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Have you ever had something happen to you which caused you to think, "This isn't fair!"? Ken Wyniemko sure has. Just like Paul, he was locked away for a crime that he did not commit. In 1994, he was convicted by a jury based of a horrible crime against a young woman on the basis of a mistaken identification by the victim and fabricated testimony by a jailhouse snitch. He was sentenced to 40 to 60 years in prison for something he did not do.

Ten years later, however, DNA testing showed that he could not have been the man who committed the crime, and he was released from prison. Did he feel that what happened to him wasn't fair? You better believe it! In fact, he felt that it wasn't fair for him or for the victim. He realized that while he was locked up, the real person who hurt the victim was walking around free. It wasn't fair that he was in jail while the real criminal was walking free.

Have you ever felt like "it's just not fair"? Maybe you feel that your life has been just like driving some old car with the shock absorbers going out down some gravel road with lots of potholes. You have had a rough road in life.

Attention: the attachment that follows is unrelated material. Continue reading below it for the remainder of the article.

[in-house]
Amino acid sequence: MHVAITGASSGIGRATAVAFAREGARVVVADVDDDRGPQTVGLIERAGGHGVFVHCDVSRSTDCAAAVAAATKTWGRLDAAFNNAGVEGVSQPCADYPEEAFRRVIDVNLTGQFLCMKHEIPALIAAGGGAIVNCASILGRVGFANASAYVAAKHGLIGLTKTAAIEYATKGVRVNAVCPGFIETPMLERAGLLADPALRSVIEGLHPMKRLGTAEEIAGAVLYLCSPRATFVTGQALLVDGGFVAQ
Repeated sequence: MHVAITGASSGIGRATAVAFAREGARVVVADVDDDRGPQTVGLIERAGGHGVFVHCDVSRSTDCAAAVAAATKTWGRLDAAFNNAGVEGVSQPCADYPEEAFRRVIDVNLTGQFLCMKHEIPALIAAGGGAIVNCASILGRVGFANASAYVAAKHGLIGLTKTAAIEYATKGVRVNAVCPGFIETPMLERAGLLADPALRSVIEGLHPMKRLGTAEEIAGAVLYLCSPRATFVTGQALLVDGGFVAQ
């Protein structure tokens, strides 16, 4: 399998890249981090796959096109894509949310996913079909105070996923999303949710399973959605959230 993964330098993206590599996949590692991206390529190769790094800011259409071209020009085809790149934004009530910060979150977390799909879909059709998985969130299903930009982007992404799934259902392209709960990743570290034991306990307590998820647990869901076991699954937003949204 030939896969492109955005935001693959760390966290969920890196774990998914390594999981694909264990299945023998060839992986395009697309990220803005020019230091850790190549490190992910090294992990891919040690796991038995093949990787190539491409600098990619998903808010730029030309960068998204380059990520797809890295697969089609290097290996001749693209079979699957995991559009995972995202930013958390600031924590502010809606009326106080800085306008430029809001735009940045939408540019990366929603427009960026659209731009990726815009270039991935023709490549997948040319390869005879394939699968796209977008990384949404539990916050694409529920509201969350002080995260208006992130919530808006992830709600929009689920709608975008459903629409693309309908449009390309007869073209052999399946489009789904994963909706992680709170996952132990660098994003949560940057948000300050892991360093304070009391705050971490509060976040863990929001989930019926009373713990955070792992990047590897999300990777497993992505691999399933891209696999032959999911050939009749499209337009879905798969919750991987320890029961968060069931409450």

Earlier we were talking about how some people derive joy from their family and jobs and activities and money. Maybe you feel like you really got short-changed in some of those. Maybe you look around at the people who seem to have it all, while you feel like you have nothing, and you say, "It's just not fair! Why can't I have those things too?"

Keeping with the driving analogy, perhaps you have not had a rough road in life so much as you have hit a patch of ice that has your life spinning out of control. Perhaps some crisis has occurred--a job crisis, or financial crisis, or family crisis, or health crisis--and you think, "Why me? It's just not fair!"

Most of us have felt that way at one time or another. Certainly Ken Wyniemko did. It was not fair that he was in prison when he had done nothing wrong. It was not fair that the real criminal was walking the streets. Ken correctly feels that the police, prosecutors, and the real perpetrator cost him ten years of his life--ten years that he would never get back. Yet, he refuses to allow himself to become angry or bitter. In a recent interview, he related how people sometimes ask him why he isn't angry over what happened to him. Ken says that he tells them that "you cannot allow yourself to become angry. Anger will kill you. It will distort your mind and make you unable to focus." So, how did he survive his time in jail, when it seemed that life was so unfair? He says, "I prayed and I prayed and I prayed."

(Source: Sandra Svoboda, "Beyond Innocence," Detroit Metro Times (July 2, 2008) at From a sermon by Joe La Rue, "The Source of True Joy" 7/17/08)

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